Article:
34 children dropped off at in Nebraska. That's amazing. I'd heard (though haven't confirmed) that some of those parents/guardians drove in from out of state to let the state of Nebraska deal with their children, instead of going through child services in their own states.
There's a British study saying that babies in forward facing buggies (strollers to us Yanks).

Here's what the article starts out with: Having infants facing their parent gives them positive reassurance and reduces mental stress, said the study by researchers at Dundee University in Scotland, believed to be the first of its kind.  [snippage]

....The findings were based on studying nearly 3,000 parent-infant pairs, including an experiment where babies were pushed for a mile, half the time facing their parent, and half the time facing away.

Okay now, more for parents to feel guilty about.  I don't see an age range mentioned, but I guess the babies here would be between 3 and 18 months of age? Now, I know I had both of my kids in their strollers facing forward because, well, there aren't any backward facing strollers available here in the US (at least not that I could find that were affordable). I don't think they're damaged in the least. And I haven't heard them complaining about their forward facing strollers! If anything, the little snippets love forward facing thrill rides like roller coasters.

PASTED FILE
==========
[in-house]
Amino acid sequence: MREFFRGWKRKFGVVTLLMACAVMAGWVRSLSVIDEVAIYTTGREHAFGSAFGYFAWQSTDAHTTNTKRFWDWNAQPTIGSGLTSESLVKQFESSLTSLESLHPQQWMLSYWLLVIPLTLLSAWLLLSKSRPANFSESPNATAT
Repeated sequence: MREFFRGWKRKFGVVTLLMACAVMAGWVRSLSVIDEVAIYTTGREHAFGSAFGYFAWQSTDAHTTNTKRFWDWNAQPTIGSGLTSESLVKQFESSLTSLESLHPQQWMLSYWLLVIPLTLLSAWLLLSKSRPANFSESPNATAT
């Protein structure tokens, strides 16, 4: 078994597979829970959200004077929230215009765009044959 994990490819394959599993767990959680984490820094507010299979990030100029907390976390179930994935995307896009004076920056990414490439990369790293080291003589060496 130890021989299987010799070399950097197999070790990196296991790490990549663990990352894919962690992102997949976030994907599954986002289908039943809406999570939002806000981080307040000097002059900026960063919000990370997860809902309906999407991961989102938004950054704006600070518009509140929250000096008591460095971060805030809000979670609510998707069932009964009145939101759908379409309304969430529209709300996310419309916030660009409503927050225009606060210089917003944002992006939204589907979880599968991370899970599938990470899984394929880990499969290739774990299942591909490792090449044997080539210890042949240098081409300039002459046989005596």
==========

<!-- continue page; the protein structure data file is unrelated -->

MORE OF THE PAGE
I think this is a problem only if you have a tense baby to begin with, or one with separation anxiety. It's commons sense that babies like to hear their parent's voice, and see their mommies faces. But honest. It won't kill the poor little bebes to be deprived for the length of a walk to face forward!

Mammoth gene nearing completion--well, the mapping of it, anyhow.

I wonder how soon it will be until we have mammoths walking the earth again, a la Jurassic Park?

LA TIMES article released today: Jason Mamoa (Ronan Dex) attacked in Hollywood and has facial surgery to repair glass damage to his face. 140 stitches were used during his reconstructive surgery.

Thought the Atlantis fans on my flist would want to know.

This is from a forum I frequent, and I'm pasting in the first part of the post.

There's a mysterious fifteen cent charge on my checking account from Friday. Googling to try to make heads or tails of it revealed that a LOT of people have been hit with similar charges recently.

It showed up this way on my statement:
GFDL 800-764-0847 TXUS GFDL

More info here: